But a lament runs through the book as Abbey despairs over the gradual loss of wilderness. (As he warns in his introduction: “This is not a travel guide but an elegy.”) He fears that man, in his zeal to develop the land, will eventually “isolate himself within a synthetic prison of his own making.” His well-founded concerns are all the more urgent today.
End of the Earth by Peter Matthiessen. (National Geographic Society, Washington D.C., 2003)
We’ve come full circle to Peter Matthiessen, with whom we began this post.
In End of the Earth, Matthiessen describes his two voyages to Antarctica—one from Tasmania to the Ross Sea and the other from South America to the Antarctica Peninsula by way of the Falkland Islands and South Georgia Island. It’s an homage to a world of austere and surreal beauty.
Matthiessen’s discussion of South Georgia Island resonates with us, since we spend a full week there in 2017. An isolated island in the Southern Ocean, it’s located approximately 600 miles off the coast of South America. In addition to epic landscapes, it has one of the greatest concentrations of wildlife anywhere on the planet. The island’s history and remote ports of call, unfamiliar to most people, are vividly described: Grytviken, Fortuna Bay, Salisbury Plain, Cumberland Bay, Gold Harbor, Drygalski Fjord and others. Just as compelling are Matthiessen’s descriptions of landscapes and animal behavior.
On first sighting South Georgia, Matthiessen describes the profusion of wildlife: “At the mouth of great Cumberland Bay, black cliffs fall steeply to the water, and below the cliffs on rocky beaches, the white breasts of thousands of king penguins shine amid black boulders. Nearer, the sun catches the large, gold ellipses behind each eye on the heads of swimming penguins of this striking species, and also the bright yellow-gold tufts of the much smaller macaroni penguins and the round heads of fur seals, like dark shining stones. Antarctic prions twist past the ship in scattered companies, like brown confetti, while overhead fly kelp gulls and Antarctic terns—the first coastal birds seen since leaving South America.”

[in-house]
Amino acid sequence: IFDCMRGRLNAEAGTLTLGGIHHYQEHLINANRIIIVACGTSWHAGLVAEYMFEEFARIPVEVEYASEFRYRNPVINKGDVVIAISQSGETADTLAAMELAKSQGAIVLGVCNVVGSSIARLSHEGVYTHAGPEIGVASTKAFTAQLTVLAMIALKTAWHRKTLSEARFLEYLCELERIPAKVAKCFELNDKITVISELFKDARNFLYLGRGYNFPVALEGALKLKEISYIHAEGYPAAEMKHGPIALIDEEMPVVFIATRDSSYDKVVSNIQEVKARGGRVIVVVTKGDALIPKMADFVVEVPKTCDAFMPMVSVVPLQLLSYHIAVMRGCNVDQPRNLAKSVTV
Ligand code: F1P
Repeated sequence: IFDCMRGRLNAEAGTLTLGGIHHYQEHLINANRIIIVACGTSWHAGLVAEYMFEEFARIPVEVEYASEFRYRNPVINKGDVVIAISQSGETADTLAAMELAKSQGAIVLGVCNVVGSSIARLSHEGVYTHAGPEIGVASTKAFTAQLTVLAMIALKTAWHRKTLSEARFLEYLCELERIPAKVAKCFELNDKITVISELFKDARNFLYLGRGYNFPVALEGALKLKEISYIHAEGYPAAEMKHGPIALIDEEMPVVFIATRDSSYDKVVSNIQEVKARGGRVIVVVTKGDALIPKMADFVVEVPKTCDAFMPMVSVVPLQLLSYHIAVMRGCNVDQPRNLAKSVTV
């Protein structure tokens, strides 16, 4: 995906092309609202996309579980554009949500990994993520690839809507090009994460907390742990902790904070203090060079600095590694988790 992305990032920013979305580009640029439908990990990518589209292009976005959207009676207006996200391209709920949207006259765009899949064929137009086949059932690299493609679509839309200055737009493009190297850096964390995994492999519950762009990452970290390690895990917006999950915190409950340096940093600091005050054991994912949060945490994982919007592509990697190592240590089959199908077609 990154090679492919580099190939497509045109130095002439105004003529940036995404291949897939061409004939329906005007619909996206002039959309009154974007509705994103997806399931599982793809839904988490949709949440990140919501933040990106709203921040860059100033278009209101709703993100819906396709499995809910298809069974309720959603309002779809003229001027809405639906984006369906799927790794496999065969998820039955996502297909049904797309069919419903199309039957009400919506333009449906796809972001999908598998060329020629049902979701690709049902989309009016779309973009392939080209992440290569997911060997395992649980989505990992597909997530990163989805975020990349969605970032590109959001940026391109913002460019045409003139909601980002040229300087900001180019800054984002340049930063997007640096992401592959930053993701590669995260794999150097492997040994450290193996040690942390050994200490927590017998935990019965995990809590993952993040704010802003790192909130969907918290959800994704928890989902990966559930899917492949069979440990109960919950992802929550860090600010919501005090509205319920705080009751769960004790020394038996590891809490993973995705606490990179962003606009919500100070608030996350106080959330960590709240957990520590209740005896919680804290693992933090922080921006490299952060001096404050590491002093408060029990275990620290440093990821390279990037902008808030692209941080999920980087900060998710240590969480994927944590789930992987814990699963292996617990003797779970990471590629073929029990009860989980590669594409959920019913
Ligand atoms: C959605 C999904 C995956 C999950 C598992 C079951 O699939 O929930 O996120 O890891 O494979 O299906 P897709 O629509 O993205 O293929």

Watching seabirds from the deck of his ship, he writes: “One can watch albatrosses for hours, like rough surf or fire … arching down the ocean sky to vanish behind waves, curving high again like hurled white crosses.
But, beyond the wildlife, there was something about South Georgia Island that touched Matthiessen’s soul. Near the end of the book, he recalls renowned polar explorer Ernest Schackleton who wrote of South Georgia, “The air was clean and life was simple.” Matthiessen hears this as a call “to see and feel life clearly—in other words, to simplify one’s self.” He adds: “In the excruciating purity of Antarctica—in the whisper of mingled joy and loss that arises in the heart with humble acceptance of the unknown and unknowable—one might hope at last to arrive at this rare simplicity.” It’s not surprising that Matthiesson later became a Zen Buddhist priest.
The Art of Pilgrimage, The Seeker’s Guide to Making Travel Sacred by Philip Cousineau. (Conari Press, San Francisco, 1998, revised paperback edition, 2012)
A best-selling author, documentary filmmaker and travel professional, Philip Cousineau uses his trip to Cambodia’s Anglor Wat as a framework for discussing how to plan and make pilgrimages.
He explains, “Pilgrimage is a spiritual exercise, an act of devotion to find a source of healing, or even to perform a penance. It’s a journey of risk and renewal with the purpose of finding something that matters deeply to the traveler…a journey without such purpose has no soul.” He writes that his book is for those “who intend to embark on any trip with a deep purpose and are unsure about how to prepare for or experience it.” Accordingly, it’s organized in sections titled: The Longing, The Calling, Departure, The Pilgrim’s Way, The Labyrinth, Arrival, and Bringing Back the Boon.
Cousineau adds, “Integral to the art of travel is the longing to break away from the stultifying habits of our lives at home…to once again truly see the world around us.” He challenges readers, “Try and see your next journey as more than an itinerary, to see it rather as the slow accretion of details. The truth of a journey is there in the strange new voices, the alluring spices in the market you never knew existed, the thrilling moment when your longing is finally fulfilled.”